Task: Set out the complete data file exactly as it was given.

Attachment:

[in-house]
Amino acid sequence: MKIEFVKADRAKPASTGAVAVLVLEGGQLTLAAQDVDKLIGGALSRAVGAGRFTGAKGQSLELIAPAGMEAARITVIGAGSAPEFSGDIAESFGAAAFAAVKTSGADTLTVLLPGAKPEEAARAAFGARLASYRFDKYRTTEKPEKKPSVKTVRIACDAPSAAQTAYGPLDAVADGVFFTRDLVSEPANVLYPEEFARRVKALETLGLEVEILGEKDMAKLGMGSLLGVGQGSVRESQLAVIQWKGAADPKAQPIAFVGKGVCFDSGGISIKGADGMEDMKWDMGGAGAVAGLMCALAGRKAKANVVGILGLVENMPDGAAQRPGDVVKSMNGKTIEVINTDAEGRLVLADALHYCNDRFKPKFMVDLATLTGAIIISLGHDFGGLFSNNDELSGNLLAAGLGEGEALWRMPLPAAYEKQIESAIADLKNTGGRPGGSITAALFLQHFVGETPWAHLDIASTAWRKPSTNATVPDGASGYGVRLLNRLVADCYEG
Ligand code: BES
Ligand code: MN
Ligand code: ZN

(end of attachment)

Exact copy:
[in-house]
Amino acid sequence: MKIEFVKADRAKPASTGAVAVLVLEGGQLTLAAQDVDKLIGGALSRAVGAGRFTGAKGQSLELIAPAGMEAARITVIGAGSAPEFSGDIAESFGAAAFAAVKTSGADTLTVLLPGAKPEEAARAAFGARLASYRFDKYRTTEKPEKKPSVKTVRIACDAPSAAQTAYGPLDAVADGVFFTRDLVSEPANVLYPEEFARRVKALETLGLEVEILGEKDMAKLGMGSLLGVGQGSVRESQLAVIQWKGAADPKAQPIAFVGKGVCFDSGGISIKGADGMEDMKWDMGGAGAVAGLMCALAGRKAKANVVGILGLVENMPDGAAQRPGDVVKSMNGKTIEVINTDAEGRLVLADALHYCNDRFKPKFMVDLATLTGAIIISLGHDFGGLFSNNDELSGNLLAAGLGEGEALWRMPLPAAYEKQIESAIADLKNTGGRPGGSITAALFLQHFVGETPWAHLDIASTAWRKPSTNATVPDGASGYGVRLLNRLVADCYEG
Ligand code: BES
Ligand code: MN
Ligand code: ZN